As always I am sitting on my living room couch at one in the morning typing away on the laptop. I’m where I always am at this time but the room is strangely quieter and I’m a little stressed about it all. Tonight, for the first time in his life, Liam is (hopefully) going to sleep all alone in his big crib in his own room like a big boy two-year old.
I am excited, I am proud, and I am nervous.
Until now Liam has only slept in his own room with the accompaniment of a nurse or a parent. Most nights without nursing Liam would sleep in his secondary, smaller crib in a darkened living room with his mother and I splitting the nighttime hours. Tonight we will still split the night with one of us sleeping upstairs and one of us in the living room squeezing the baby monitor and craning our necks toward the hallway where his pulse oximeter sits stretched to its sensor cord’s limit. This change is not for our sleep benefit as someone will still be required to be (fairly) awake and close by. Seizures still happen, condensation collects in circuit tubes,trachs and g-tube buttons can pop-out, there is still a need for round the clock care. But it’s unfair to Liam to expect him to understand a bedtime routine if it is constantly changing due to nursing schedules and my need for some sleep. Thankfully Liam has been very consistent in his sleep schedule of late and we hope that this new set-up will only help that trend to continue.
But tonight I feel like I did almost 22months ago during the 13 days and nights that our then 5 month old Liam was home between his stays in the NICU and the PICU. I have gotten up to take a peek into his room every ten minutes for the last hour. The TV is on but it isn’t on loud enough for me to understand the dialogue so I stare at the screen listening to Liam breathe on the baby monitor waiting a few more minutes before checking in on him again. I’m sure if he could talk he’d be all ” Geeze Dad would you cut it out? I’m trying to sleep in here.”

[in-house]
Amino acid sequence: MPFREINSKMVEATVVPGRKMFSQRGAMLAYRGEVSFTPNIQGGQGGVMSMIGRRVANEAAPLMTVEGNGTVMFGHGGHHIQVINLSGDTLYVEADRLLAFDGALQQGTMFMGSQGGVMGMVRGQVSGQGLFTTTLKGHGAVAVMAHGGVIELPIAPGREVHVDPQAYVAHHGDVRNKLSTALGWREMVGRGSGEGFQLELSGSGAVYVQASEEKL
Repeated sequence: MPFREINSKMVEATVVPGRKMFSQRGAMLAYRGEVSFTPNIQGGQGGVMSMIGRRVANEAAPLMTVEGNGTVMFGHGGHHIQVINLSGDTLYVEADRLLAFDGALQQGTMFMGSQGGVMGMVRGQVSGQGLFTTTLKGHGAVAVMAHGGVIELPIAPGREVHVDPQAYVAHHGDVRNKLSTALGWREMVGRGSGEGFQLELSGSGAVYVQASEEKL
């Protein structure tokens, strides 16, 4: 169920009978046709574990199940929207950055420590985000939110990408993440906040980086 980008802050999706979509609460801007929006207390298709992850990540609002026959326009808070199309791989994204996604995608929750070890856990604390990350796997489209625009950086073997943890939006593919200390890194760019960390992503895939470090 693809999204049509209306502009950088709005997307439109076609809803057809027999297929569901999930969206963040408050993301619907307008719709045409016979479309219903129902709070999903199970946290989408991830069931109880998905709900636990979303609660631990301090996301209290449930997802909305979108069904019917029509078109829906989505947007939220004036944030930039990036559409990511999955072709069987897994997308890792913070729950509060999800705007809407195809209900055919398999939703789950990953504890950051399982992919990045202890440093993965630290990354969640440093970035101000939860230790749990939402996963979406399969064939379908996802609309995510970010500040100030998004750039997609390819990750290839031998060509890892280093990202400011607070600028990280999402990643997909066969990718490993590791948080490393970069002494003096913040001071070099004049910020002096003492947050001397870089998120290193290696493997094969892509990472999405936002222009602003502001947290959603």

In my head I know that Liam is a strong boy who can handle sleeping without his dad hovering over him. In my head I know that should he need anything medically urgent his alarms would alert me in time. In my head I know that I have nothing to worry about. But my heart, well my heart has spent half of nearly every night of Liam’s life just a couple of feet away.
Every family has its own set of worries and challenges. No one has it any easier or harder than anyone else, and when done right, all parenting is hard. In all of those differences there can be found a few experiences that maybe every parent can relate to. While many parents don’t understand what life is like having a child with complex medical needs, Karin and I don’t understand what life is like having a child without them, but what parent doesn’t remember worrying about the baby’s first night sleeping alone in another room? (Actually, I’m sure there are families out there who don’t know what it’s like, all the more reason that Karin and I celebrate experiencing the things that “normal” families can relate to.)
So I sit in the living room and I listen to the baby monitor. The slow but metronome-like rhythm of his vent tells me that he’s asleep and Liam’s heart rate shown on his pulse oximeter shows me that he’s definitely in a deep, deep sleep. I know I shouldn’t worry about him in there, and in time, I’m sure that I’ll get very comfortable letting Liam sleep alone like a big boy. But for tonight…I’m going to go check on my boy.
G’night all — Sleep tight.